What is RFID?
RFID or Radiofrequency Identification, a technology first used in World War two is one of the fastest growing technologies in the world with an expected market of over 12 billion Dollars in 2021, but what is it really?
Well, these days, we use RFID every day without even knowing. Every time we get on a train, use our passports to board a flight, buy something in a shop or even go to a theme park, an RFID system is involved.
An explosion in innovation and popularity over the past 25 years has meant that they are used almost everywhere. From retail and warehousing, to tourism, transport, construction, healthcare and even athletics, RFID systems are making all our lives easier.
Put simply, an RFID system is just an automated way of tracking objects and assets. By using radio waves, they are able to uniquely identify, track and manage tagged items with just three parts: an RFID tag, an RFID reader and an antenna. In many ways it is similar to barcoding except for one big difference, an RFID tag doesn’t have to be right in front of a reader to be picked up.
This ground-breaking technology has many uses, even being used to help those who are visually impaired by maintaining ‘spatial orientation’ for users. It does this by understanding where the user is and even giving a description of their surroundings. But where did it begin?
RFID over the decades
The UK was the first to make use of an RFID system way back in 1945. During the second world war the military installed transmitters on planes which received signals from radar stations on the ground and broadcasted a signal back, identifying the aircraft as friend or foe and thus creating the first RFID system.
Although this innovative system was first used in the 1940’s, you’ll have to fast-forward almost two decades before the first ever actual RFID tag was invented in 1973 and even further until the 1980’s before they began to show up commercially.
Where was RFID first used?
The transport, manufacturing and livestock industries were the first to jump onboard, using them to tag railroad freight cars, create keyless entry systems, develop automatic highway toll collection, and even tag cattle and rare dog breeds.
Despite this, it wasn’t until the mid-1990’s that RFID entered business and technology mainstream. This coincided with a leap in innovation as UHF (Ultra-High Frequency) RFID was invented. Suddenly RFID systems were able to offer a 20-foot read range and faster data transfer making it far more attractive.
By the start of the 2000’s, RFID applications began to expand across the globe. Costs were coming down and innovation was improving. A big development around this time was item tagging which really helped growth in pharmaceutical and retail industries. High value and high-risk goods could be easily tracked helping with security, stock levels and more.
A few years later came RFID smart labels. These could be incorporated straight into your packaging labels making them quick to read, easily applied, unconstructive, disposable, and cheap. It also made item tagging easier and more effective than ever.
RFID in Retail
When it comes to retail, RFID has become a crucial aspect to many businesses. Some of the world’s largest retailers including Adidas, Decathlon, John Lewis, Tesco, River Island and M&S have all welcomed RFID into their organisations with impressive results, on average there has been an increase in sales of up to 5.5% and a decrease in stock holding of up to 13%. With the recent and sudden surge in eCommerce and mCommerce, it is expected that 50% of retail brands will be using RFID by 2025 and with an expected ROI of up to 200% in the retail industry, it is easy to see why.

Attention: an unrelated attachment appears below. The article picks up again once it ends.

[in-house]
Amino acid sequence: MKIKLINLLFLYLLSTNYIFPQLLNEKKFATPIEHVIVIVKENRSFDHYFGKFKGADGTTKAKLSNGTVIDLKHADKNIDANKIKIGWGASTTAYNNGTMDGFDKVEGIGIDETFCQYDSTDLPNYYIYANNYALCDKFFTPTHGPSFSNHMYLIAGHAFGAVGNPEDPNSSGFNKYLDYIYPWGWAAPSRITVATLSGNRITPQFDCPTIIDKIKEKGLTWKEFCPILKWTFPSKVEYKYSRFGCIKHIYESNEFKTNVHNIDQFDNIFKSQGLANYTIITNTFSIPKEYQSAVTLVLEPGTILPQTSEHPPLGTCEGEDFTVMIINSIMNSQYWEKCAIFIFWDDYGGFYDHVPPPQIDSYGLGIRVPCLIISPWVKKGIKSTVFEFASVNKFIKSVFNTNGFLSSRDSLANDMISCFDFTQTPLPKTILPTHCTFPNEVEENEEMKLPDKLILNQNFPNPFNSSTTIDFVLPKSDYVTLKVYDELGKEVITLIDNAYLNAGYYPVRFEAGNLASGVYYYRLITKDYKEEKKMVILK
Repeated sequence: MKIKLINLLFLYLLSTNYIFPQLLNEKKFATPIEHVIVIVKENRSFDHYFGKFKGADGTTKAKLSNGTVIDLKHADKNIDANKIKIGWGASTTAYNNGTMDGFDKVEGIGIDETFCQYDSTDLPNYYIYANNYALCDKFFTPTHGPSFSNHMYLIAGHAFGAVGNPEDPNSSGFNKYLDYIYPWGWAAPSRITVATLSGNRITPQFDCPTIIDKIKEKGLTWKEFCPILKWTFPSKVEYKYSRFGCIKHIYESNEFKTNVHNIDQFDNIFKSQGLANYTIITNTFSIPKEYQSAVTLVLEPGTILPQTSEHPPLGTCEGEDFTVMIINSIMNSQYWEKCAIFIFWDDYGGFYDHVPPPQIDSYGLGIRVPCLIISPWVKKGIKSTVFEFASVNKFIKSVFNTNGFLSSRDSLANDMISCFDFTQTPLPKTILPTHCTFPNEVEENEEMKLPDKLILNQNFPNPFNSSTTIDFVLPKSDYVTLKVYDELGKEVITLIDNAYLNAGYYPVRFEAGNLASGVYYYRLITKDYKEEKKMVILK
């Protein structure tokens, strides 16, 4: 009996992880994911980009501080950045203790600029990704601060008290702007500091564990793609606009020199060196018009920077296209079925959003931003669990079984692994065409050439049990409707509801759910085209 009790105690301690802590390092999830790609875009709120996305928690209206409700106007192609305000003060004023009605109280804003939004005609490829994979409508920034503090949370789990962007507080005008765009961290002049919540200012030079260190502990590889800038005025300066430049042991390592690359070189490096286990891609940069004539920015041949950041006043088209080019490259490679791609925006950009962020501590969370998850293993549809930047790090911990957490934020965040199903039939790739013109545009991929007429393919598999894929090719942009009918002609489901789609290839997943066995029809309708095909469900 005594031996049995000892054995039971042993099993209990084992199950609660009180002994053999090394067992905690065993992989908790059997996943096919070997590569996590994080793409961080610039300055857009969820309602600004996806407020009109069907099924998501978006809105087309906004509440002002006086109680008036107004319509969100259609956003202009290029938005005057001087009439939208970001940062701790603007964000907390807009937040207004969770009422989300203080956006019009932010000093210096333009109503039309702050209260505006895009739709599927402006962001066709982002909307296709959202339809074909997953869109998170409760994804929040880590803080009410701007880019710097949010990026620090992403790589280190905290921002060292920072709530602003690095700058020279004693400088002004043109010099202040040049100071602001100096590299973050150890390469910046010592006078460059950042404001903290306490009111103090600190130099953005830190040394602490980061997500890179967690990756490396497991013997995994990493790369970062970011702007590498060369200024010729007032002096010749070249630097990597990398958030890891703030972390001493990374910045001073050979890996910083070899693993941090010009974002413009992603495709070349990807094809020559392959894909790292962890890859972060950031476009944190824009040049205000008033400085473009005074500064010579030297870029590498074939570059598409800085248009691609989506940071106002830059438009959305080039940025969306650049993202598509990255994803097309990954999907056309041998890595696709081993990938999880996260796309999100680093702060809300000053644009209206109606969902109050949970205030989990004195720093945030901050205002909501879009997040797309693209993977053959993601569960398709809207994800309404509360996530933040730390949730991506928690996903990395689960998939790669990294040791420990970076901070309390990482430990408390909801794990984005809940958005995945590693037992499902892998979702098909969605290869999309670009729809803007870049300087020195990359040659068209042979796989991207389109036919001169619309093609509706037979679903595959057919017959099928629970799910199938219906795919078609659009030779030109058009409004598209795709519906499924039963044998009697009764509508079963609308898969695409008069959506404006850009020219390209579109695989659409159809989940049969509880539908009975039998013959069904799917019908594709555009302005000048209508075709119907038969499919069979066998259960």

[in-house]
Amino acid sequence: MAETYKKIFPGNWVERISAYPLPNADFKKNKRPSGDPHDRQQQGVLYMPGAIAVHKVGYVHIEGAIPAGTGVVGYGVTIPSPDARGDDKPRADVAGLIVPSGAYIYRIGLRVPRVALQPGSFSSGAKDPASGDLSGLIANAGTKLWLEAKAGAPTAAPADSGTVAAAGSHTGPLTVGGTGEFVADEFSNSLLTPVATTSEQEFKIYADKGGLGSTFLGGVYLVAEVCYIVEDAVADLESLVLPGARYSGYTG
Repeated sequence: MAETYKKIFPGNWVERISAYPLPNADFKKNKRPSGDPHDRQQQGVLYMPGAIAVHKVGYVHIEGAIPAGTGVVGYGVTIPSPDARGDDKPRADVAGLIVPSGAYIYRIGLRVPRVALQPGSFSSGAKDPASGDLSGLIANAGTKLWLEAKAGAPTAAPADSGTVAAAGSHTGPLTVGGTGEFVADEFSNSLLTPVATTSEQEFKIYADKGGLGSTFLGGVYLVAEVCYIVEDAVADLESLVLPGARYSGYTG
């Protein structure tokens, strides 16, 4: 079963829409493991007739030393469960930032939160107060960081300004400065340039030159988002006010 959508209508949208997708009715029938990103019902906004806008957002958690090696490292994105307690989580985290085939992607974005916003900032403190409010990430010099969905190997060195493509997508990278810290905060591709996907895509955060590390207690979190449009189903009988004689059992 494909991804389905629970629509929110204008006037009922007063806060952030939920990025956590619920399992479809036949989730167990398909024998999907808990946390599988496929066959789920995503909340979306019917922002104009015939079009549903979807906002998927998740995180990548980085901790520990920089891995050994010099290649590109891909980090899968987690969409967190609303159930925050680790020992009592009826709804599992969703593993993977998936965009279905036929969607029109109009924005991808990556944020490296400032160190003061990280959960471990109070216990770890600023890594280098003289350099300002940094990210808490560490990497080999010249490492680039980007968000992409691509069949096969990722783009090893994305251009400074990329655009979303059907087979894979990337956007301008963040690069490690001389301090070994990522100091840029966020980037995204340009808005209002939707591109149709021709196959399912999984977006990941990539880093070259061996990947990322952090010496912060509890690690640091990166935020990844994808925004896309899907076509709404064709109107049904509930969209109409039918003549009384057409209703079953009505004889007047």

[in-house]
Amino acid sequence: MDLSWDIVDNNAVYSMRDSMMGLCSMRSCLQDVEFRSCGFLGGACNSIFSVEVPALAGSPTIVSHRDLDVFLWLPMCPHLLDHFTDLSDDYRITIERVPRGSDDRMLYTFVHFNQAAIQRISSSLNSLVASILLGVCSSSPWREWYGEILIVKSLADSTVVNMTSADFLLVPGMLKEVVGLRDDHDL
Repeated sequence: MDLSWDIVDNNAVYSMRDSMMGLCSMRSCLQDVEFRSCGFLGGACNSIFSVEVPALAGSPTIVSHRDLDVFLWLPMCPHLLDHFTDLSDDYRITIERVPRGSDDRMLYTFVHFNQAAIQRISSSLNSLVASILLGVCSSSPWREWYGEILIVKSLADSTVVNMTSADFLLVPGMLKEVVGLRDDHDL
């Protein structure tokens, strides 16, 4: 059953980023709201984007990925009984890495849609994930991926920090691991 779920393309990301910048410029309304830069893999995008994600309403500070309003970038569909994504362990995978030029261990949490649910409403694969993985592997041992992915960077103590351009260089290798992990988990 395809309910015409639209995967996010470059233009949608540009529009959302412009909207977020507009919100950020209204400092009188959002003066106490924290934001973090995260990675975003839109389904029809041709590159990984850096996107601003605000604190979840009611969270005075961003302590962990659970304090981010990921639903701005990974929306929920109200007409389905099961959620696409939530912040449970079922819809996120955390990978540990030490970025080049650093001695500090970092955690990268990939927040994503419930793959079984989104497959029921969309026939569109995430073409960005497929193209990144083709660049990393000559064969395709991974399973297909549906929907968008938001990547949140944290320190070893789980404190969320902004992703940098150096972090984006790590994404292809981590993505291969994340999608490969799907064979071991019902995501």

Why use RFID systems?
Today, there is evidence of RFID everywhere.
RFID systems keep track of more than two million ancient manuscripts and books in the Vatican Library, it tracks and documents endangered animals, it gives access to music festivals, and even prevents shoplifting in major stores.
The reasons behind the use of RFID systems are simple, efficiency and security. RFID tags are not easy to manipulate, RFID systems are able to precisely track the volume, location and contents of transport and they are able to keep track of exactly what is on a business’s shelves. RFID systems have been able to offer a modern solution to high demands for information by sharing that information quickly, easily and reliably.
What is the future of RFID?
RFID technology has come a long way, reaching a highly complex level, giving its users enormous benefits and its demand has increased rapidly. From aerospace to logistics and even football, it is a fast-evolving market with a bright future.
As we look to the future of RFID the possibilities are as close as it gets to endless. NFC or Near Field Communication is a new brand of the RFID family which has already begun to make huge impacts on our lives. It has made the technology more adaptable and accessible, with even our smartphones starting to use it. Ever paid using contactless? That would be thanks to NFC.
Another hugely exciting opportunity through RFID technology is ‘smart packaging’ and ‘smart marketing’ which can be used to create a rewarding and successful customer experience. NFC tags can easily be put on products, giving customers the chance to scan the tags, find out more about the items, enter competitions and even reorder on the spot.
Although the underlying technology for RFID has existed since 1945, we have only recently begun to tap into its full potential. The beginning of the twenty-first century was a significant time for RFID systems and we are now beginning to embark on a new wave of innovation.
Get in touch with Coriel today to find out how RFID can help you.